His life as a fugitive started in 1887 when Deputy US Marshal Dan Maples was gunned down. Authorities arrested a man who claimed Christie was the killer. Ned was a member of the Cherokee National Council and had been in town on tribal business when Maples was shot. When he learned he was a suspect, Christie refused to turn himself in.

He skipped town and hunkered down inside his home. With friends and relatives acting as sentries, the Cherokee held off lawman after lawman, including the legendary Bass Reeves, until 1889, when they set his cabin on fire.

Though the flames blinded his right eye, Christie escaped into the hills, where he built his Cherokee castle. It was a fort inside a heavy wooden wall with sand filling the gap. And for good measure, Christie built the thing on a cliff inside a natural rock barrier.

Christie defended his fortress for three years until Deputy Marshal Paden Tolbert showed up with 25 men, a load of explosives, and an Army cannon. Over the next few days, lawmen fired 38 cannonballs and 2,000 bullets before rushing the cabin with an improvised wooden shield and several sticks of dynamite. The fort exploded, forcing Christie to make a run for it. With a pistol in each hand, he charged the posse like Butch and Sundance but was cut down.

As Christie’s corpse made its way to Fort Smith, crowds gathered to get a look at the famous outlaw. Ned’s body was even propped up for photos at the Fort Smith courthouse. Then in the early 1900s, a witness came forward and testified that someone else had shot Dan Maples. Ned Christie was an innocent man.

Many innocent folks were hung back in those days, it seems. Kinda a rush to justice, I reckon.

Coffee out on the patio this morning.

Tuesday, October 18, 2016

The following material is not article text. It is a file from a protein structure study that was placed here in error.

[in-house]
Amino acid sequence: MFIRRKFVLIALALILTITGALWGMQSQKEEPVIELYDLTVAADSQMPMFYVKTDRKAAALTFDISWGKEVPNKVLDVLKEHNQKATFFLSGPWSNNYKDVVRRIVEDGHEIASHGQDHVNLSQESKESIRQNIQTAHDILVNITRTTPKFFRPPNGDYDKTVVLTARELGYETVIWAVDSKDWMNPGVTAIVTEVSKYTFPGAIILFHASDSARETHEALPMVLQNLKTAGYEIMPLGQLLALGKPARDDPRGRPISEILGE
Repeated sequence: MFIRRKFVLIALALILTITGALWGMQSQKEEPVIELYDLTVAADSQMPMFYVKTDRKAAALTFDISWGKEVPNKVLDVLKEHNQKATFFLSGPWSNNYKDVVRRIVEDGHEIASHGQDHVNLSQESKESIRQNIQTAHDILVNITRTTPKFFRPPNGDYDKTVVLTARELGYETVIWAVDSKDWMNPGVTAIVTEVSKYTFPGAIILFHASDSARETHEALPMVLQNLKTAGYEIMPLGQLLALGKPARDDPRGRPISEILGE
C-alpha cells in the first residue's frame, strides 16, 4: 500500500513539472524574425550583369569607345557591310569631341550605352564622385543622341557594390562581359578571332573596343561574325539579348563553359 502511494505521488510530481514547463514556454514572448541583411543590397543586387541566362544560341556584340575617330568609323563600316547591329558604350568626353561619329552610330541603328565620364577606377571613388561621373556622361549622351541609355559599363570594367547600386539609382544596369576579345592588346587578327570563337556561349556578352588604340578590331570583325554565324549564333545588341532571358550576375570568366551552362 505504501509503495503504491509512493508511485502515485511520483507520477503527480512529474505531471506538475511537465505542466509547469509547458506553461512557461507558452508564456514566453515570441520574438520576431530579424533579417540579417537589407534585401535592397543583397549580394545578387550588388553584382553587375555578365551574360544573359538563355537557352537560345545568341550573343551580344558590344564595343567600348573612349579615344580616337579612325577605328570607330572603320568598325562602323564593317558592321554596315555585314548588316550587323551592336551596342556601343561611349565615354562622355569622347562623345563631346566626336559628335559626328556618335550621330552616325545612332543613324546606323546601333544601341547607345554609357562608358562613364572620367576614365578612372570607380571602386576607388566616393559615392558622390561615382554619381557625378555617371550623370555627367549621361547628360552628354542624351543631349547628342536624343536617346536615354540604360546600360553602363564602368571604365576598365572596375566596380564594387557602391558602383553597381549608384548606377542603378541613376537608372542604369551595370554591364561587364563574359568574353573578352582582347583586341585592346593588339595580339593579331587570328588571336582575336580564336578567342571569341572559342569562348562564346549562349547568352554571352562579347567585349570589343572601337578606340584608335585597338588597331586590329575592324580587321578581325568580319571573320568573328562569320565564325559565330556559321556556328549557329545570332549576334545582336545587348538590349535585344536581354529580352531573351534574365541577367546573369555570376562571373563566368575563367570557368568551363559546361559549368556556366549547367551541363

Now Those Are Tall Shoes...!

I often think that today's fashion is crazy, but it seems that it has always been that way!

Once in a while there comes something so bizarre it needs some attention. This is one of those crazy styles that thankfully didn't last that long.

High Heels That Were 0.6 Meters (2 Ft) Tall

Photo credit: Victoria And Albert Museum

In the Middle Ages, Florence was the style capital of the world. There, the ladies pulled out every stop to make sure that they looked good. No trend, though, compared to the dignity and beauty of wearing chopines, platform shoes with massive wooden heels that were sometimes more than 0.6 meters (2 ft) tall.

The look became so popular that it spread to men, too. Since people were essentially walking on stilts, getting around was pretty hard. But Florence’s fashionistas made do by hobbling with canes.

Most people outside of Florence thought that the look was ridiculous. Some even called it “sinfully vain.” The church, though, begrudgingly accepted it. At the very least, they accepted that wearing chopines kept women from dancing—and that, after all, was the worst sin of all.

If anything, the fashion back then was way far crazier back then, know what I mean?

Coffee out on the patio today!

Monday, October 17, 2016

Urban Legend For Monday Mystery...!

Today we are going to post about just one of the many urban legends that abound in our society. Let's consider the legend of the man under the Bunnyman Bridge.

There is a kernel of truth to this story You can read more about it right here, if you want.

Bunnyman Bridge
Clifton, Virginia

Photo: Wikimedia Commons

According to legend, a very strange figure haunts a railway overpass outside Clifton, Virginia. The sinister soul, sometimes dressed in a white costume with long ears and wielding an axe, is the inspiration for Colchester Overpass’s more widely-used nickname: Bunnyman Bridge (or Bunny Man Bridge).

One of the most common origin stories asserts that in 1904, a murderer from an insane asylum, Douglas Grifon, escaped a transport vehicle which crashed into the overpass. Rabbit carcasses, some of which looked as though they had been ripped apart by human teeth, began littering the area. The escapee was eventually caught, and subsequently killed by an oncoming train. His spirit, though, is said to haunt the area to this day.

Somehow, just knowing where a story comes from doesn't stop it from being more than a little disturbing to me...know what I mean?

Coffee out on the patio this morning. Just stay in the light, OK?

Sunday, October 16, 2016

Bluegrass Sunday For A Change Of Pace...

Instead of cartoons today, we are going to have a little bit of music! Hope you like it!

And this next one ain't Bluegrass, but it's a memorable piece!

Have a great Sunday! Coffee is ready on the patio!